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Enter MARS.
MARS. Inspire the vocal brass, inspire;
The world is past its infant age:
Arms and honour,
Arms and honour,
Set the martial mind on fire,
And kindle manly rage,
Mars has look'd the sky to red;
And Peace, the lazy god, is fled.
Plenty, Peace, and Pleasure fly;
The sprightly green,
In woodland-walks, no more is seen;
The sprightly green has drunk the Tyrian dye.

cho.of all.] " Plenty, Peace, and Pleasure fly; “ The sprightly green, • In woodland-walks, no more is seen; " The sprightly green has drunk the Tyrian dye."

MARS. Sound the trumpet, beat the drum;
Through all the world around
Sound a reveille, sound, sound;
The warrior god is come.

cho. of all. “ Sound the trumpet, beat the drum; Through all the world around “ Sound a reveille, sound, sound; “ The warrior god is come.”

MOM. Thy sword within the scabbard keep,
And let mankind agree;
Better the world were fast asleep,
Than kept awake by thee.

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The fools are only thinner
With all our cost and care?
But neither side a winner,
For things are as they were. '

cho. of all.] “ The fools are only thinner,
" With all our cost and care;
• But neither side a winner,
** For things are as they were."

Enter VENUS.
Ven. Calms appear when storms are past;
Love will have his hour at last :
Nature is my kindly care;
Mars destroys, and I repair.
Take me, take me, while you may,
Venus comes not ev'ry day,”

CAO. of all.] Take her, take her, while you may, " Venus comes not ev'ry day."

CHRO. The world was then so light,
I scarcely felt the weight;
Joy rul'd the day, and Love the night:
But since the Queen of Pleasure left the ground,
I faint, I lag,
And feebly drag
The pond sous orb around.

mon. All, all of a piece throughout;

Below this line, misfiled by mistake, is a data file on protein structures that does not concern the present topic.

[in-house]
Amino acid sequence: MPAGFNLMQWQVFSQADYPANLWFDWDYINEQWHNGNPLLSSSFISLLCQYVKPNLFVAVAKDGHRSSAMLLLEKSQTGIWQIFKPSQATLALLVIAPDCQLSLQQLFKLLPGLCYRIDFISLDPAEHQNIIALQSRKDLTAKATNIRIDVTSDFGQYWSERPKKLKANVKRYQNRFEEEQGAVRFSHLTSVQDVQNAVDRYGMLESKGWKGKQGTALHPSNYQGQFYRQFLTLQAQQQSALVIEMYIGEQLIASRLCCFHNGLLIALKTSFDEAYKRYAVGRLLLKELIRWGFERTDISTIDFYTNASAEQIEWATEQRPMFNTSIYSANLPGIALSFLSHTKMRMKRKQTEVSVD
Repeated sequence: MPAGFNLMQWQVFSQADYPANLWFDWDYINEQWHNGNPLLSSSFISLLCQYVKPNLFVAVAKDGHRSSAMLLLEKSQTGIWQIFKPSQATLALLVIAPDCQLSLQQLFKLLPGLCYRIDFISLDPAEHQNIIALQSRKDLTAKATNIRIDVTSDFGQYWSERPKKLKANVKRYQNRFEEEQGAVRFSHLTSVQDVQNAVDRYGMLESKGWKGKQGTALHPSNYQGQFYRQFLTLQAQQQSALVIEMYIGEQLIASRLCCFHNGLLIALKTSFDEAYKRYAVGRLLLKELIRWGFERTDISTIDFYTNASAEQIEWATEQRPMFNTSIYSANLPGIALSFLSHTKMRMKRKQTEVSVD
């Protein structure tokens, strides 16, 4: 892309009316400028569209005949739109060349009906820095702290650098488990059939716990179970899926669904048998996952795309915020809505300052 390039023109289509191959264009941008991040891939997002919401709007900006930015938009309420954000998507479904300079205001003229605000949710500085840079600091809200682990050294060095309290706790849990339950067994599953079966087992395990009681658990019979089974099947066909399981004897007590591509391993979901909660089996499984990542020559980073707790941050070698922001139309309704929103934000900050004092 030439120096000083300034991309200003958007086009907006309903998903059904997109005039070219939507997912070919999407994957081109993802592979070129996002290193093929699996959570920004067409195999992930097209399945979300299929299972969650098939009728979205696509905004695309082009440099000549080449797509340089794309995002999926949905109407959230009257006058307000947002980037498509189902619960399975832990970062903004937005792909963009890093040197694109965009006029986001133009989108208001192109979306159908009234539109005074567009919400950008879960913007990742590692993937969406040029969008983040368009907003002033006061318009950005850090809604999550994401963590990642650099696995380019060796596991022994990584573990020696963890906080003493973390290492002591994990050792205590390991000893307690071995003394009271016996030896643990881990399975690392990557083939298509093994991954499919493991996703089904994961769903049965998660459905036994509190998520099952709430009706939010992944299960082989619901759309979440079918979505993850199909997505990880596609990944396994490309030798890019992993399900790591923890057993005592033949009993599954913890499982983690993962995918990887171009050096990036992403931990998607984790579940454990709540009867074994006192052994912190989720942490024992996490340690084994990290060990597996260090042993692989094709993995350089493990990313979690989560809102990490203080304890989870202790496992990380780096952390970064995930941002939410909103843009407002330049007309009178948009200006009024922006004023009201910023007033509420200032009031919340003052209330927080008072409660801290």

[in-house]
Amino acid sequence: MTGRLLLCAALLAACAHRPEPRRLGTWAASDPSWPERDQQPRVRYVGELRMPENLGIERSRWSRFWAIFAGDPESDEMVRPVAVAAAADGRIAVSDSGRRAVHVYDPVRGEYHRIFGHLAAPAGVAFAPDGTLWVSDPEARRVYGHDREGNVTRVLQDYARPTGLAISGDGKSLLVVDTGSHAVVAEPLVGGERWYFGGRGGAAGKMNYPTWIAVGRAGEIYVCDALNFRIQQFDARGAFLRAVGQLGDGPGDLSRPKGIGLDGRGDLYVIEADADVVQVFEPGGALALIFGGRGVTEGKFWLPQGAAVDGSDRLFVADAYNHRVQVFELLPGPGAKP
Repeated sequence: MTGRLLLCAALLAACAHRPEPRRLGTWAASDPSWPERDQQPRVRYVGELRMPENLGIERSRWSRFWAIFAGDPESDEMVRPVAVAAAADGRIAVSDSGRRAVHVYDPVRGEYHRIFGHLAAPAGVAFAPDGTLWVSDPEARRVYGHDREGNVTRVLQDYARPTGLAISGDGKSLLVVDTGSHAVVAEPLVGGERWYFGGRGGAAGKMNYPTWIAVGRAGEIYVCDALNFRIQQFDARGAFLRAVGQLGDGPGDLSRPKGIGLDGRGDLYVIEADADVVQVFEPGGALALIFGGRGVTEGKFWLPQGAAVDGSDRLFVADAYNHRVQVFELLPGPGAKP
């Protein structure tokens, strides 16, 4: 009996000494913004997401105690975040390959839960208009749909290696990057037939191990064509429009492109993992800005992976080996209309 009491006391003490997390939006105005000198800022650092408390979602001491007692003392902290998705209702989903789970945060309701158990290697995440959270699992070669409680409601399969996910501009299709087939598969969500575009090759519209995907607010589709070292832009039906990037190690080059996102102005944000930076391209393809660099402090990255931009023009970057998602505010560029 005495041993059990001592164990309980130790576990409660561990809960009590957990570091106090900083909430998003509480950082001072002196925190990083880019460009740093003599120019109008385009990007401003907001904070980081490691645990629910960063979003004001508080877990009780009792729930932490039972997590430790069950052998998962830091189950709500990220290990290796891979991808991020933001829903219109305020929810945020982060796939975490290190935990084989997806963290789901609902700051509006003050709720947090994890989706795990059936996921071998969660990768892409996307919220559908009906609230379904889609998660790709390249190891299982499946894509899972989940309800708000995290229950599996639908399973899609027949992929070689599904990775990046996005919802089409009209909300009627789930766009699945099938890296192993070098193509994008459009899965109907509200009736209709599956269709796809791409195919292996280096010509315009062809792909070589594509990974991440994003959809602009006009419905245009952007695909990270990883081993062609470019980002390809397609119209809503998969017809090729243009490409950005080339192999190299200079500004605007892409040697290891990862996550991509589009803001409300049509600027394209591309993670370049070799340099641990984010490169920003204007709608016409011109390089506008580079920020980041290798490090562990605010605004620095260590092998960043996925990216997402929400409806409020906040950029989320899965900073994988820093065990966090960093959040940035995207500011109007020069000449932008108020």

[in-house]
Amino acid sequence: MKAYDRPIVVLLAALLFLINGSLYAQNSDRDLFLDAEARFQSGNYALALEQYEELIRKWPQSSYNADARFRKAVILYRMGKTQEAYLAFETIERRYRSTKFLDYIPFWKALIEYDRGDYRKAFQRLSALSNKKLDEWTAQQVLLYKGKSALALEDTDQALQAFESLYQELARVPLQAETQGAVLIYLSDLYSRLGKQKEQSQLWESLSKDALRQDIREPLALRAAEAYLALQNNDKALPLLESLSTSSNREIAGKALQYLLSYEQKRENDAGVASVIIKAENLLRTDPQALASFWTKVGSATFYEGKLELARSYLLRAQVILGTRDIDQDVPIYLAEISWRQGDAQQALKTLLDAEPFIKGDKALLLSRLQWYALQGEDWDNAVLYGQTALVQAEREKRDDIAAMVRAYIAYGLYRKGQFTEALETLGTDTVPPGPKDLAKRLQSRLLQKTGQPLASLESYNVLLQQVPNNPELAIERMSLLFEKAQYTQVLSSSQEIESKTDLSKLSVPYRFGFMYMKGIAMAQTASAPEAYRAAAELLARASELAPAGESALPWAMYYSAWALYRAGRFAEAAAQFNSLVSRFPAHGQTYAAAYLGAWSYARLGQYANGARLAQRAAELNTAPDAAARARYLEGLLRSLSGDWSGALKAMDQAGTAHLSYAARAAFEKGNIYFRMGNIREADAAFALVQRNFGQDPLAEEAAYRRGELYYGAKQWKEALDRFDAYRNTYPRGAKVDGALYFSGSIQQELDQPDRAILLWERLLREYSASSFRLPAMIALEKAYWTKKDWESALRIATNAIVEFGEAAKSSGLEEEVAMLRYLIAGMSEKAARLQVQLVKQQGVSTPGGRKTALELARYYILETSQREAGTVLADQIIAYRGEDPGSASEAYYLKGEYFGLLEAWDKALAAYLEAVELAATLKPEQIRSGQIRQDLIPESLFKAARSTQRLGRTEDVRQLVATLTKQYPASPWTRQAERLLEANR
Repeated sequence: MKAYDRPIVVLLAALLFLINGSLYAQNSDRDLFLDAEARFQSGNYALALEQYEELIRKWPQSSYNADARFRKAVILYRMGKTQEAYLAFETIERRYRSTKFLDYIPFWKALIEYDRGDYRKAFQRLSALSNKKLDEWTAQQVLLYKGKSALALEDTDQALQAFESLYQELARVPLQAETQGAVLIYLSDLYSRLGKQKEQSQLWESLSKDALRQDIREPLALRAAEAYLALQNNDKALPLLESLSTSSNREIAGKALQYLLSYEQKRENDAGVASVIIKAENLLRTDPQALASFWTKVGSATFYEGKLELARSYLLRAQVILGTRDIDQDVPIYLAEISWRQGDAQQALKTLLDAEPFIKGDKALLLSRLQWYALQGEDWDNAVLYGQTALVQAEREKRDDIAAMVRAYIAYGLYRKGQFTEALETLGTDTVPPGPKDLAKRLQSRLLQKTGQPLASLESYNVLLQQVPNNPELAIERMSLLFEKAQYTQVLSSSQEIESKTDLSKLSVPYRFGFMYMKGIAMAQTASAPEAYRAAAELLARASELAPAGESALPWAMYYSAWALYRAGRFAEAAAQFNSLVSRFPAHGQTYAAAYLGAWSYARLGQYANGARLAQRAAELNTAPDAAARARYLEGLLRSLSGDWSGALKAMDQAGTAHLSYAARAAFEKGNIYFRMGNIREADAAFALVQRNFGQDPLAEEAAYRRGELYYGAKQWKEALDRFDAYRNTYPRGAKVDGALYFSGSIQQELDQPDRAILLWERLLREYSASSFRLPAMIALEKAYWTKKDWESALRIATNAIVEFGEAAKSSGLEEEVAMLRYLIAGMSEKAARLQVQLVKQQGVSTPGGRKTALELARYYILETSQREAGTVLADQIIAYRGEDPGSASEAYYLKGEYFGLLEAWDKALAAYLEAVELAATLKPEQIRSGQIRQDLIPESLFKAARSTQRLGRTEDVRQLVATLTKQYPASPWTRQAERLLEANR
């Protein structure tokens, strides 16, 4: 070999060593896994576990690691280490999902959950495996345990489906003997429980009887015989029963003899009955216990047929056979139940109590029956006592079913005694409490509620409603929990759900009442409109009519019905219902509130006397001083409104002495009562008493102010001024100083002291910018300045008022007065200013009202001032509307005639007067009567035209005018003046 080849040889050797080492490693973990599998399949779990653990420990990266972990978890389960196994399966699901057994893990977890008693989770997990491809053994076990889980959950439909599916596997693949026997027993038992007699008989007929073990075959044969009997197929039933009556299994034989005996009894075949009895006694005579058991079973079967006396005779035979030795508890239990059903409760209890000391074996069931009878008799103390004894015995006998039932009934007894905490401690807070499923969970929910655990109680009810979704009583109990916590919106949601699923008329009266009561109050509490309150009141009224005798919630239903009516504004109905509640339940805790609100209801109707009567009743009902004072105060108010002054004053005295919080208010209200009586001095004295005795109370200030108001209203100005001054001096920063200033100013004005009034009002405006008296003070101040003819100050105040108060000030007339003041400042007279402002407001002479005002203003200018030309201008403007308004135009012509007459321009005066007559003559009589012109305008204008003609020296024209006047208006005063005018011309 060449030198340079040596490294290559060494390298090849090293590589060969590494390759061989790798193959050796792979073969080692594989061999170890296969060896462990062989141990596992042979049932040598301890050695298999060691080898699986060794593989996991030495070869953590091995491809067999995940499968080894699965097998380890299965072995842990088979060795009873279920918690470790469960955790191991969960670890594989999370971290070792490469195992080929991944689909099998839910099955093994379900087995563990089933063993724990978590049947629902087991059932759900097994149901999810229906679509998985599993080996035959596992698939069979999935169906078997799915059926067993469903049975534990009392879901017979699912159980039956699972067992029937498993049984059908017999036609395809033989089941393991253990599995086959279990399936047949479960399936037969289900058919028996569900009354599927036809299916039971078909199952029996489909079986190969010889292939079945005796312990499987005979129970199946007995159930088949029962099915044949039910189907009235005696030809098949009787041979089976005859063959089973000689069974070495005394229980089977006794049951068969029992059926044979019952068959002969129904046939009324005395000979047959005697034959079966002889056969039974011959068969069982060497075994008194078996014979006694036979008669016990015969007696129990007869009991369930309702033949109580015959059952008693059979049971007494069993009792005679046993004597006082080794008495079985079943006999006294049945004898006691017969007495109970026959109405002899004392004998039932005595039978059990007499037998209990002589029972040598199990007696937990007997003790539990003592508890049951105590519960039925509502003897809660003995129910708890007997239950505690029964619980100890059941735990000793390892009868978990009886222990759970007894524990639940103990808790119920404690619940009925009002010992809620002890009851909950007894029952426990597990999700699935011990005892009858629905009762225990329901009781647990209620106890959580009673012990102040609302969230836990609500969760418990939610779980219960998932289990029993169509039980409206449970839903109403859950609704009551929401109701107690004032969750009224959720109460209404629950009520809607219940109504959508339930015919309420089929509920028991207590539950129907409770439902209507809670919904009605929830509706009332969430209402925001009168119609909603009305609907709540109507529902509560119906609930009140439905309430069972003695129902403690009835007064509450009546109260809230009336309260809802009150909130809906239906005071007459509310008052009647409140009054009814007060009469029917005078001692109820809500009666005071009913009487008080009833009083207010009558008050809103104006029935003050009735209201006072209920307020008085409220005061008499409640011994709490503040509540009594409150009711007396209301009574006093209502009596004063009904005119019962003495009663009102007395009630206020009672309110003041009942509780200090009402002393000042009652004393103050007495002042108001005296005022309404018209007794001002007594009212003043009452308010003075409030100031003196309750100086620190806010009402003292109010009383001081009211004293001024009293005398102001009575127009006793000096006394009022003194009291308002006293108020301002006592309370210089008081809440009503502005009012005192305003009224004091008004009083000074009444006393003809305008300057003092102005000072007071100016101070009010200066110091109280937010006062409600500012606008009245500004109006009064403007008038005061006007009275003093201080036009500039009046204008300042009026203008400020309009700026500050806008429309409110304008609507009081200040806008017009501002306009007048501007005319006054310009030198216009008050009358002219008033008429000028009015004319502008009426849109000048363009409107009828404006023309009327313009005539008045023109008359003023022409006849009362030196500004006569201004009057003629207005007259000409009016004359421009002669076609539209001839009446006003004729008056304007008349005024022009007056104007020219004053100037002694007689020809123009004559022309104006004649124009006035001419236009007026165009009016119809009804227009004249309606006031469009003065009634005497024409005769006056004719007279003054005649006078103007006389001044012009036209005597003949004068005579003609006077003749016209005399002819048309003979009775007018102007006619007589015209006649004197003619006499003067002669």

Pointing to Diana.) Thy chace had a beast in view;
To Mars] Thy wars brought nothing about;
To Venus.] Thy lovers were all untrue.

JAN. 'Tis well an old age is out.
CHRO. And time to begin a new.

cho. of all.] “ All, all of a piece throughout; " Thy chace had a beast in view; ** Thy wars brought nothing about, " Thy lovers were all untrue, er 'Tis well an old age is out, " And time to begin a new,"

Dance of huntsmen, nymphs, warriors, and lovers,

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A PANEGYRIC ON HIS CORONATION.

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In that wild deluge where the world was drown'd,
When life and sin one common tomb had found,
The first small prospect of a rising hill
With various notes of joy the ark did fill;
Yet when that flood in its own depths was drowrr'd,
It left behind it false and slipp'ry ground;
And the more solemn pomp was still deferr'd,
Till new-born nature in fresh looks appear'd.
Thus Royal Sir, to see you landed here,
Was cause enough of triumph for a year:
Nor would your care those glorious joys repeat,
Till they at once might be secure and grear;
Till your kind beans by their continu'd stay,
Had warm’d the ground, and call’d the damps away.
Such vapours, while your pow'rful influence dries,
I hen soonest vanish when they highest rise.
Had greater hale these sacred rites prepar'd,
Some guilty months had in your triumphs shar'd;
But ihis untainted year is all your own;
Your glories may without our crimes be shown.
We had not yet exhausted all our store,
When you refresh'd ourjoys by adding more,
As Heav'n, of old, dispens’d celestial dew,
You gave us manna, and still give us new.
Volume II.

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Now our sad ruins are remov'd from sight, The season, too, comes fraught with new delight: Time seems not now beneath his years to stoop, Nor do his wings with sickly feathers droop: Soft western winds waft o'er the gaudy Spring, And open'd scenes of flow'rs and blossoms bring 30 To grace this happy day while you appear Not king of us alone but of the year. All eyes you draw, and with the eyes the heart; Of your own pomp yourself the greatest part. Loud shouts the nation's happiness proclaim, And heav'n this day is feasted with your name. Your cavalcade the fair spectators view, From their high standings, yet look up to you. From your brave train each singles out a prey. And longs to date a conquest from your day. 40 Now chary'd with blessings, while you seek repose, Officious Slumbers haste your eyes to close : And glorious Dreams stand ready to restore The pleasing shapes of all you saw before. Next to the sacred temple you are led, Where waits a crown for your more sacred head : How justly from the church that crown is due, Preserv'd from ruin, and restor'd by you ! The grateful choir their harmony employ, Not to make greater but more solemn joy. Wrapt soft and warm, your name is sent on high, As flames do on the wings of incense fly:

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